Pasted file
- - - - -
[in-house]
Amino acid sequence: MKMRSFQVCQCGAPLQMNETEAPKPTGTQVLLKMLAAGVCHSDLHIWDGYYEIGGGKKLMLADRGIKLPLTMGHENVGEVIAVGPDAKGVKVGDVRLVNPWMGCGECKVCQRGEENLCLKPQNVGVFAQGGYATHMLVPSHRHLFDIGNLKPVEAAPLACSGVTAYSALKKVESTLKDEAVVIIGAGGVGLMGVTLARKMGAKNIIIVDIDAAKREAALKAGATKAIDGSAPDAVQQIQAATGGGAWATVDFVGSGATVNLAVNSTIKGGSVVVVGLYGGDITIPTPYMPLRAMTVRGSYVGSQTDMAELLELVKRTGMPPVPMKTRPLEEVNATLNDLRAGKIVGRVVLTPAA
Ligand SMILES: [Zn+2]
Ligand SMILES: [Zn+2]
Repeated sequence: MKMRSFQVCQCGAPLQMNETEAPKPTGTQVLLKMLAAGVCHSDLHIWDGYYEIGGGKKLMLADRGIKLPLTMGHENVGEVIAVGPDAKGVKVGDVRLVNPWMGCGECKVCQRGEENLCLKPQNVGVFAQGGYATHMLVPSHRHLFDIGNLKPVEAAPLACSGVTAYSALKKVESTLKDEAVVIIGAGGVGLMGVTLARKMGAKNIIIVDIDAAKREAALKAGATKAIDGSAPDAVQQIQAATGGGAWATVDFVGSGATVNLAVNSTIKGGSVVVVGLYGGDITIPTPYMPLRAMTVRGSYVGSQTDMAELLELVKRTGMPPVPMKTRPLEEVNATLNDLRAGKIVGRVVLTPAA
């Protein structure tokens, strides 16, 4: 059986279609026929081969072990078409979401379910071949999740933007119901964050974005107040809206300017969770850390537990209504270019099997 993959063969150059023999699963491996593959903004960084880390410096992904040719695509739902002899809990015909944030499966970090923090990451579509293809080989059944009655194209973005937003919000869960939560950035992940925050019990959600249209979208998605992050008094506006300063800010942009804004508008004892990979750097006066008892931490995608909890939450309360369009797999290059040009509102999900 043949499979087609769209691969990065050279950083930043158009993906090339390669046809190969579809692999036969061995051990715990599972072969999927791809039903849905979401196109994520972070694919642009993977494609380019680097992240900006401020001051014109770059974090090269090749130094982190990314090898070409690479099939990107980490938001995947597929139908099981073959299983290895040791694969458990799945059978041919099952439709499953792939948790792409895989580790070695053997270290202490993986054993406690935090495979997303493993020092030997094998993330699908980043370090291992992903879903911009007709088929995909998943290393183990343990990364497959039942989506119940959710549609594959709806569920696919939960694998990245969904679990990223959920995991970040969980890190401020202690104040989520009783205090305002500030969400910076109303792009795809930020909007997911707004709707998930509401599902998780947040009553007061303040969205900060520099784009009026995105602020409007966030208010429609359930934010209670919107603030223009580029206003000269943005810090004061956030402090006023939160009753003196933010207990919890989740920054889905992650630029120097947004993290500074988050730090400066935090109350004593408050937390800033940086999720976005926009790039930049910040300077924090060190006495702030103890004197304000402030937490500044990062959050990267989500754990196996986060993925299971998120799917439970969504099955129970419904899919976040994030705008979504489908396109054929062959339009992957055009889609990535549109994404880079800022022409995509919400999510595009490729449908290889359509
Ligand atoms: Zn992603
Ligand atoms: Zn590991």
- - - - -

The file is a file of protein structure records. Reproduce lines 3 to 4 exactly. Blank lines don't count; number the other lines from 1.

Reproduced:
Ligand SMILES: [Zn+2]
Ligand SMILES: [Zn+2]